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Thu 21 May 2020 03:11 PM

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Airlines: a reformation in the making?

The Covid-19 pandemic may prove to be a defining moment for the airline industry, writes Howard Leedham

Airlines: a reformation in the making?

I recently took what must be one of the top-ten most memorable flights of my life. This, on the face of it might not seem that remarkable. However, if I add-in that I’m a former navy pilot, airline pilot, business jet pilot and airline CEO perhaps you might gather the context.

Additionally, since that flight, Warren Buffet has purportedly “dumped” all of his airline shares, London Heathrow’s CEO stated that socially distanced queues at the airport would be kilometres long; and Emirates president Tim Clark was quoted in the media as saying “I don’t see any way ahead at the moment”.

The challenges that the airline industry faces are undoubtedly the most significant since the sector’s inception in 1914 and this may well be end of airlines as we have known them.  However, I think it’s safe to say that this will not be so much of a finale, as a necessary reformation.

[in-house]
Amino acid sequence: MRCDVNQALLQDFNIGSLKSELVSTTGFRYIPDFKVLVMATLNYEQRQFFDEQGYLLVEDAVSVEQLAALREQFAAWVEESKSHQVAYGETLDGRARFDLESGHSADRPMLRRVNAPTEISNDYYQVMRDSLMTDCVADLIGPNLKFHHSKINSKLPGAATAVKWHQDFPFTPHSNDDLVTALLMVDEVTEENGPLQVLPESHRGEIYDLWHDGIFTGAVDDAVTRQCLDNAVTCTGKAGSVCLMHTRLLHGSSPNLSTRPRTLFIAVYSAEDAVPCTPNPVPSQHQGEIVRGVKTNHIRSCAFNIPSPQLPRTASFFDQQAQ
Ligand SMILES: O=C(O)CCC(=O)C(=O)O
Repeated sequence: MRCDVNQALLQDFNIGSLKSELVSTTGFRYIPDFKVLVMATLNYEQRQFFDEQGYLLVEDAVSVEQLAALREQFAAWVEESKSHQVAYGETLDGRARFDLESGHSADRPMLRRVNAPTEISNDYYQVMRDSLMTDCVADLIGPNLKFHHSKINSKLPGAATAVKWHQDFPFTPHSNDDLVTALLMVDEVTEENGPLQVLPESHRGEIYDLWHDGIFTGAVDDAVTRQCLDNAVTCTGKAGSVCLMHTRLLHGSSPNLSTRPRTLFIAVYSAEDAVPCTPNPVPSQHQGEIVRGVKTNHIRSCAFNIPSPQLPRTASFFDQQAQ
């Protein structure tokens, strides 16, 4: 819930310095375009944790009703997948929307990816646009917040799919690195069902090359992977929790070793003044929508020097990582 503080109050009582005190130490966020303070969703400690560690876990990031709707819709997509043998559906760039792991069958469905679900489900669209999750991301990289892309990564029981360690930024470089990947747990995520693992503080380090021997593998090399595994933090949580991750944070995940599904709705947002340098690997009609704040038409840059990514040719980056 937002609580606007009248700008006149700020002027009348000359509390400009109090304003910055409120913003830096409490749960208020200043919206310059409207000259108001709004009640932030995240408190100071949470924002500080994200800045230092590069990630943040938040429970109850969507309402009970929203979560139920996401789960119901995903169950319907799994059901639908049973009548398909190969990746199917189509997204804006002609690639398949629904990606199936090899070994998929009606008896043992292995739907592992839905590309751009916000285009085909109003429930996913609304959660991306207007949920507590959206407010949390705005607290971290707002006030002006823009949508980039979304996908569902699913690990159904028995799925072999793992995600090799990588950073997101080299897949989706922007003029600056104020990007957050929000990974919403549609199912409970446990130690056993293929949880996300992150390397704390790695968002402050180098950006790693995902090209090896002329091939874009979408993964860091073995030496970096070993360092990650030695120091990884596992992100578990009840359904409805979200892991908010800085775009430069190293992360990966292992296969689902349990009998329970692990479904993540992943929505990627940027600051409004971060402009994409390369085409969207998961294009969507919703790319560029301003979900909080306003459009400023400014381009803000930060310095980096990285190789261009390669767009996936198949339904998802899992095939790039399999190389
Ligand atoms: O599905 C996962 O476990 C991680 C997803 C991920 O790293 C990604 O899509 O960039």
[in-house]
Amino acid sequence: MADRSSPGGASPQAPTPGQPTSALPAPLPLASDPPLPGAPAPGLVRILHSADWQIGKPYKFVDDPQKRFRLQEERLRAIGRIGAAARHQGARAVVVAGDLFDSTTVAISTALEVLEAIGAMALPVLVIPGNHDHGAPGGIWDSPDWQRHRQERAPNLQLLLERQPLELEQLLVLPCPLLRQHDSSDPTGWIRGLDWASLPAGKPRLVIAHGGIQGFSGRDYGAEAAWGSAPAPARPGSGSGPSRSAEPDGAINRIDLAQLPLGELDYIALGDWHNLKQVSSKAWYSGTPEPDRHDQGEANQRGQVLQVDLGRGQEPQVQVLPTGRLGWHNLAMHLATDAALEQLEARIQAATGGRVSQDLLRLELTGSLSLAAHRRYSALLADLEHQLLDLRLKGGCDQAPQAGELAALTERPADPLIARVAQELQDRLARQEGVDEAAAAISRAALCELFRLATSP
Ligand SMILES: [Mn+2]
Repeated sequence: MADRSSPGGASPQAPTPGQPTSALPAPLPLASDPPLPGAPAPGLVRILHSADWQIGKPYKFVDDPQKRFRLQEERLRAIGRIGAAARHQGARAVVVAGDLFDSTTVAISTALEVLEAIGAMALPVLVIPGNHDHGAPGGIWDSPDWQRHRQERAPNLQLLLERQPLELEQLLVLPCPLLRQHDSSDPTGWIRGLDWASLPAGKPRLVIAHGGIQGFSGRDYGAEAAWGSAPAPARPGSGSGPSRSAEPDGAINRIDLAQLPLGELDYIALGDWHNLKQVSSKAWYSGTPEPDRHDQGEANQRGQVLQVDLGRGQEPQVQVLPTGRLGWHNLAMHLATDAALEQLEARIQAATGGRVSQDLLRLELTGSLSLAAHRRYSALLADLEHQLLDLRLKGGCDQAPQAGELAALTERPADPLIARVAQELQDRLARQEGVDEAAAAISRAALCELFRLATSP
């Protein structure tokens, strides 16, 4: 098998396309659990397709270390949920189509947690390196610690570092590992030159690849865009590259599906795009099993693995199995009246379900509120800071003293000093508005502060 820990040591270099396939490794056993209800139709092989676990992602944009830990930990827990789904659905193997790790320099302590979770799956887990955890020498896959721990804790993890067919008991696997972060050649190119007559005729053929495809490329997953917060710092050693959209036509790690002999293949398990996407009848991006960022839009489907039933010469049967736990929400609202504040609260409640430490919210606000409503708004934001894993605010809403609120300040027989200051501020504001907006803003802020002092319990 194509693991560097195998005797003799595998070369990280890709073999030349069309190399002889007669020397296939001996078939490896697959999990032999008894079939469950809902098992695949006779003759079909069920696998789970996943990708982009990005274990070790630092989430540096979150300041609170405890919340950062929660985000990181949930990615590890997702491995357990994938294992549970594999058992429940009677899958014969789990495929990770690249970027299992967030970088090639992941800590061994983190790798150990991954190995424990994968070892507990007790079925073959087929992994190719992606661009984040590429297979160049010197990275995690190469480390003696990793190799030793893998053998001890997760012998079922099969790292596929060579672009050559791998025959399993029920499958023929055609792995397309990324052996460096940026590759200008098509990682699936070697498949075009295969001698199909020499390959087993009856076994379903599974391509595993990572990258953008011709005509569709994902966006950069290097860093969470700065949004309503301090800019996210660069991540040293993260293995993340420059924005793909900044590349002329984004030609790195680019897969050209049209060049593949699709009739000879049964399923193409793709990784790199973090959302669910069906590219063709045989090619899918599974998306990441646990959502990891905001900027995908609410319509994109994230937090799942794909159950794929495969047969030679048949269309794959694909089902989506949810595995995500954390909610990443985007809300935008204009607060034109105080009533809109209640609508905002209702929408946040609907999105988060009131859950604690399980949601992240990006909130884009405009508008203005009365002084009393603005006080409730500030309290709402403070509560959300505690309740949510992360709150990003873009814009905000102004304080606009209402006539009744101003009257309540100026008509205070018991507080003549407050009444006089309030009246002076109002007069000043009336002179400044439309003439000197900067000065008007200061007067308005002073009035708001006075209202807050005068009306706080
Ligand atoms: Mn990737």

Coming back to my recent flight, which was from Dubai to London, it was shocking and poignant but demonstrative of why Tim Clark perhaps said what he did.

Upon arrival at the airport, with a reduced maximum of just 25kg baggage allowance and a restrictive ban on hand baggage, the customer is faced with a long, socially distanced line, outside of Dubai’s Terminal 3.  The PPE clad security detail permitted a slow but sensible trickle of passengers into the prestigious terminal; no non-travelers’ were allowed. 

Arrival at the check-in desk, having been scanned for excess body temperature, took about 30 minutes from exiting the taxi.  Desk check-in was the old-fashioned way, there was no automation in passport control, which negated the need for fingerprint scanning and the line into security was long; again due to social distancing. 

The once vibrant and ever bustling Teminal-3 was a veritable ghost-town.  The flight schedule displays indicated a total of only twelve flights that day, of which four were cancelled.  There was just one coffee stand, which was adequate for the few passengers.

Inside the Terminal the treasures of the vast duty-free emporium were wrapped in cling film, the usually busy cash registers eerily silent.